You may remember our interview with ALS advocate Debra Quinn from last fall. Today, we’d like to introduce you to another ALS patient activist in our midst: Tom Murphy, a PatientsLikeMe member since January 2011. As part of the ALS Treat Us Now nonprofit group, Tom and several other ALS patients around the country have launched a petition on Change.org that’s gaining steam. Their goal? 20,000 signatures.
Addressed to “corporate citizens, FDA executives and neurologists,” the petition asks that “compassionate use” drugs be made available to ALS patients now. What this means is that Tom and the Treat Us Now group want promising Phase II drugs showing safety and efficacy to be made available to ALS patients prior to FDA approval. The reason is simple. ALS patients, who face an average life expectancy of two to five years following diagnosis, don’t have time to wait.
Check out our interview with Tom to learn how he became part of ALS Treat Us Now and what two experimental drugs his group is focused on in particular.
1. How did you get involved in the “Treat Us Now” movement?
The ALS community seems to be a very close-knit group of people who readily share information and collaborate openly. This is often related to the objectives of spreading ALS awareness, accelerating new treatments for people with ALS, and most importantly, doing whatever we can to assist in the identification and development of a cure for this rare and terminal disease that has been with us for way too long without an effective treatment or hope for a cure.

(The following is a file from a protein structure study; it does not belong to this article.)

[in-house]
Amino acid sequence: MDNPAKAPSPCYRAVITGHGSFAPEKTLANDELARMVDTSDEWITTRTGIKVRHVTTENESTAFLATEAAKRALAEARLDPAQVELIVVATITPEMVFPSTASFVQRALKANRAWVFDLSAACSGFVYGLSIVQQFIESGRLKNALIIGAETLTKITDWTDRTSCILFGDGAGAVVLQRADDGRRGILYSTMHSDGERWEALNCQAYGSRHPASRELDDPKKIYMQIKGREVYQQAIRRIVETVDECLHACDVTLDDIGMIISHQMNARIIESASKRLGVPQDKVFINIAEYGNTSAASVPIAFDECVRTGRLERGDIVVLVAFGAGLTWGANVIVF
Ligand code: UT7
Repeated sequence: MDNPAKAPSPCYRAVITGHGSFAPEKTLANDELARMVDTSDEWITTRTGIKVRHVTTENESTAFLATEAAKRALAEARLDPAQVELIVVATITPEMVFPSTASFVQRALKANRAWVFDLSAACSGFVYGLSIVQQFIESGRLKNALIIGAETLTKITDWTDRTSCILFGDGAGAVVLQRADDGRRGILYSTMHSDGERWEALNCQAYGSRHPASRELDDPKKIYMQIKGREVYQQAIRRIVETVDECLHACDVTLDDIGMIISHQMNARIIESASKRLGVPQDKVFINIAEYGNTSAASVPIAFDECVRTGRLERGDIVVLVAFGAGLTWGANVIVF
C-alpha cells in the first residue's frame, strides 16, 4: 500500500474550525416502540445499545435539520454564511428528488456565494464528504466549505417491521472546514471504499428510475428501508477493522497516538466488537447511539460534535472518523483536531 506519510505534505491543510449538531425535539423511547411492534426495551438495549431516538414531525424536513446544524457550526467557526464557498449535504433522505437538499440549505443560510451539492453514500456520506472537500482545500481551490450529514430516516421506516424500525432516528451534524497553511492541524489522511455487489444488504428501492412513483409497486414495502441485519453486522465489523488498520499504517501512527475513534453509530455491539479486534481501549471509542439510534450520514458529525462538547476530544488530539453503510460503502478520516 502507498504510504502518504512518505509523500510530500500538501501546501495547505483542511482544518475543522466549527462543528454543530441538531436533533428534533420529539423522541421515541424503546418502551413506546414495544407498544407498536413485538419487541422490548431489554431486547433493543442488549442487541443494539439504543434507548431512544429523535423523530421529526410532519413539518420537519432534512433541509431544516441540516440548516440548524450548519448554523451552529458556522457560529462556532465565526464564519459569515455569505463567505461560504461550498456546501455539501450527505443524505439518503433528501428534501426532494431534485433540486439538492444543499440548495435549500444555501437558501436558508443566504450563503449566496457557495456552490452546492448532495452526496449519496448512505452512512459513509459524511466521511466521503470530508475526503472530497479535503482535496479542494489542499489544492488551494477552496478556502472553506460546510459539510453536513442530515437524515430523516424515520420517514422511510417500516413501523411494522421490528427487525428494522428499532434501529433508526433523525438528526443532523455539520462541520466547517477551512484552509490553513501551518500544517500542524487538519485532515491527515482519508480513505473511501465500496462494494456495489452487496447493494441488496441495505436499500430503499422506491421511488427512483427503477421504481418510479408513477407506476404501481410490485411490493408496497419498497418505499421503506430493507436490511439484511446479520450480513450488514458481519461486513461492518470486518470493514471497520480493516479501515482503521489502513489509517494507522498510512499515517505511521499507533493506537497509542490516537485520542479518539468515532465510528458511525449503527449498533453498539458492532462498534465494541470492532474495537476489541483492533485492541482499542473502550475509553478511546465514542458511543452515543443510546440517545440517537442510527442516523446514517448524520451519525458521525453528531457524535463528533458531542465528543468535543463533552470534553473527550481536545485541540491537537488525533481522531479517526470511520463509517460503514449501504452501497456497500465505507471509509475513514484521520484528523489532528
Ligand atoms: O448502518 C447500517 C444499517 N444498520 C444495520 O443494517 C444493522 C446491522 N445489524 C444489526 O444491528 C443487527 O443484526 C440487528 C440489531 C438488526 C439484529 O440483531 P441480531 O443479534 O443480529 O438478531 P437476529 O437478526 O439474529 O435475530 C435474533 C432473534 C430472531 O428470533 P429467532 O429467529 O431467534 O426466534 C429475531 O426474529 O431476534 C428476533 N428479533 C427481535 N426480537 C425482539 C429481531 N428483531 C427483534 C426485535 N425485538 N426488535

Since being diagnosed with ALS in December 2010, I (and many others like myself) have developed a very extensive “network” within this community utilizing blogs, email, Facebook, Tumblr, Twitter, LinkedIn, PatientsLikeMe, ALS Therapy Development Institute (ALS TDI), the Muscular Dystrophy Association (MDA) and the ALS Association (ALSA) and other ALS-related internet sites.
This network included Ms. Sherron Greene from Kaplan, LA (whose brother Kendall was officially diagnosed in October 2010), who was working with the Treat Us Now group and reached out for my assistance with some research and ALS points of contact at various medical facilities involved in ALS clinical trials. I wanted to be part of this Treat Us Now team and the rest is history.
2. What kind of response have you received to the petition so far?
As of 12:00 p.m. EST today, we’ve gotten 10,520 petition signatures. I’d ask folks to please take the time to watch the complete video below about my friend Kendall Saltzman, and you will begin to understand much better the urgency of our fight regarding compassionate use drugs for people with ALS.